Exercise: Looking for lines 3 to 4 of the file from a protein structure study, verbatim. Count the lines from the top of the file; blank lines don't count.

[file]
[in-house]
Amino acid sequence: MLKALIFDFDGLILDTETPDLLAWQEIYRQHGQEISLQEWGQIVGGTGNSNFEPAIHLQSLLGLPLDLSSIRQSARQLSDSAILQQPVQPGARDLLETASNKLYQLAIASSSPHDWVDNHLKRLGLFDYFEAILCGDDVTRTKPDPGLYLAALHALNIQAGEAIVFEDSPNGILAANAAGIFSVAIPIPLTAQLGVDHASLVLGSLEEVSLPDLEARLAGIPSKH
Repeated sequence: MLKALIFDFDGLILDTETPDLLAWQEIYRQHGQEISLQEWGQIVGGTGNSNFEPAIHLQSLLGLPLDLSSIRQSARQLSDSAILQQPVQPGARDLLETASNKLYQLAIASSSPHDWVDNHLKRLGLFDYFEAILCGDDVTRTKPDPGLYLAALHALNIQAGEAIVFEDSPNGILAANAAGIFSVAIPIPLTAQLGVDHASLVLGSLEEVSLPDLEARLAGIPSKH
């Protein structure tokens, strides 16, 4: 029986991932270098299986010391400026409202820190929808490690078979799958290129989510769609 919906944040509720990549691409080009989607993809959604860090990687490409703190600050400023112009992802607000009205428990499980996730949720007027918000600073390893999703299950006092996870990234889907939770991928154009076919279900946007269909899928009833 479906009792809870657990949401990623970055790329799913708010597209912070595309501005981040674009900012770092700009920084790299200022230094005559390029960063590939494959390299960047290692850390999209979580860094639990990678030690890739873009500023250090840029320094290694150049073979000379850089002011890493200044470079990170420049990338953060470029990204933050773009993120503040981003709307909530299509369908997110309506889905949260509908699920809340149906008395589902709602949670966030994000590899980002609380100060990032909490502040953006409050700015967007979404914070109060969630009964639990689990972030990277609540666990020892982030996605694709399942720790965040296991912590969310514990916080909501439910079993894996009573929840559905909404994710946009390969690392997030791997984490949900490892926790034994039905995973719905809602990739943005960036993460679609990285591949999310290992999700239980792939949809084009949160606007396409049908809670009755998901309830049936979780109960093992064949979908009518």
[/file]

Repeated sequence: MLKALIFDFDGLILDTETPDLLAWQEIYRQHGQEISLQEWGQIVGGTGNSNFEPAIHLQSLLGLPLDLSSIRQSARQLSDSAILQQPVQPGARDLLETASNKLYQLAIASSSPHDWVDNHLKRLGLFDYFEAILCGDDVTRTKPDPGLYLAALHALNIQAGEAIVFEDSPNGILAANAAGIFSVAIPIPLTAQLGVDHASLVLGSLEEVSLPDLEARLAGIPSKH
């Protein structure tokens, strides 16, 4: 029986991932270098299986010391400026409202820190929808490690078979799958290129989510769609 919906944040509720990549691409080009989607993809959604860090990687490409703190600050400023112009992802607000009205428990499980996730949720007027918000600073390893999703299950006092996870990234889907939770991928154009076919279900946007269909899928009833 479906009792809870657990949401990623970055790329799913708010597209912070595309501005981040674009900012770092700009920084790299200022230094005559390029960063590939494959390299960047290692850390999209979580860094639990990678030690890739873009500023250090840029320094290694150049073979000379850089002011890493200044470079990170420049990338953060470029990204933050773009993120503040981003709307909530299509369908997110309506889905949260509908699920809340149906008395589902709602949670966030994000590899980002609380100060990032909490502040953006409050700015967007979404914070109060969630009964639990689990972030990277609540666990020892982030996605694709399942720790965040296991912590969310514990916080909501439910079993894996009573929840559905909404994710946009390969690392997030791997984490949900490892926790034994039905995973719905809602990739943005960036993460679609990285591949999310290992999700239980792939949809084009949160606007396409049908809670009755998901309830049936979780109960093992064949979908009518």